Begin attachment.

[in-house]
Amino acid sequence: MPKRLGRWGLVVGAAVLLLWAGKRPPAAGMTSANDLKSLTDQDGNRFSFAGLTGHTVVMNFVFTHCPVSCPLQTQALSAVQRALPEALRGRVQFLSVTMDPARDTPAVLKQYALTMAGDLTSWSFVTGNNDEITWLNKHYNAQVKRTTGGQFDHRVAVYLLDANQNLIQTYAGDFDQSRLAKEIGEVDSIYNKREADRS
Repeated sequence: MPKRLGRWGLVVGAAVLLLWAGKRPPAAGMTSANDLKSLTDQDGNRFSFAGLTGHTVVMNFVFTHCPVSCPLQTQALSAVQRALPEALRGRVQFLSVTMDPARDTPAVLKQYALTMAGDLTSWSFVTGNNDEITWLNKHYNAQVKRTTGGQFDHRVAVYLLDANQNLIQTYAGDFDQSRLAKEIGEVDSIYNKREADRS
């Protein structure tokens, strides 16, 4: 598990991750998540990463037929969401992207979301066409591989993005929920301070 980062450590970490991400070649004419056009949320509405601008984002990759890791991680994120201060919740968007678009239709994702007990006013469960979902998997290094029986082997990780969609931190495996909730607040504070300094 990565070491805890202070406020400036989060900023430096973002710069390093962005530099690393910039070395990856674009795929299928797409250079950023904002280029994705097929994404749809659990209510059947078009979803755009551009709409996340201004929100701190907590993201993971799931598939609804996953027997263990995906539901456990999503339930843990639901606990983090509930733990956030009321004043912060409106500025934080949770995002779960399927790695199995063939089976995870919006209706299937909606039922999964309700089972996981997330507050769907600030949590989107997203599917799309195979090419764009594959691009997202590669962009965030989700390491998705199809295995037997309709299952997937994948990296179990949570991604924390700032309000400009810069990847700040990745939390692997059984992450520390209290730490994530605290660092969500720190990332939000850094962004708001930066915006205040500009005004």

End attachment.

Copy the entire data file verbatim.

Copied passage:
[in-house]
Amino acid sequence: MPKRLGRWGLVVGAAVLLLWAGKRPPAAGMTSANDLKSLTDQDGNRFSFAGLTGHTVVMNFVFTHCPVSCPLQTQALSAVQRALPEALRGRVQFLSVTMDPARDTPAVLKQYALTMAGDLTSWSFVTGNNDEITWLNKHYNAQVKRTTGGQFDHRVAVYLLDANQNLIQTYAGDFDQSRLAKEIGEVDSIYNKREADRS
Repeated sequence: MPKRLGRWGLVVGAAVLLLWAGKRPPAAGMTSANDLKSLTDQDGNRFSFAGLTGHTVVMNFVFTHCPVSCPLQTQALSAVQRALPEALRGRVQFLSVTMDPARDTPAVLKQYALTMAGDLTSWSFVTGNNDEITWLNKHYNAQVKRTTGGQFDHRVAVYLLDANQNLIQTYAGDFDQSRLAKEIGEVDSIYNKREADRS
């Protein structure tokens, strides 16, 4: 598990991750998540990463037929969401992207979301066409591989993005929920301070 980062450590970490991400070649004419056009949320509405601008984002990759890791991680994120201060919740968007678009239709994702007990006013469960979902998997290094029986082997990780969609931190495996909730607040504070300094 990565070491805890202070406020400036989060900023430096973002710069390093962005530099690393910039070395990856674009795929299928797409250079950023904002280029994705097929994404749809659990209510059947078009979803755009551009709409996340201004929100701190907590993201993971799931598939609804996953027997263990995906539901456990999503339930843990639901606990983090509930733990956030009321004043912060409106500025934080949770995002779960399927790695199995063939089976995870919006209706299937909606039922999964309700089972996981997330507050769907600030949590989107997203599917799309195979090419764009594959691009997202590669962009965030989700390491998705199809295995037997309709299952997937994948990296179990949570991604924390700032309000400009810069990847700040990745939390692997059984992450520390209290730490994530605290660092969500720190990332939000850094962004708001930066915006205040500009005004």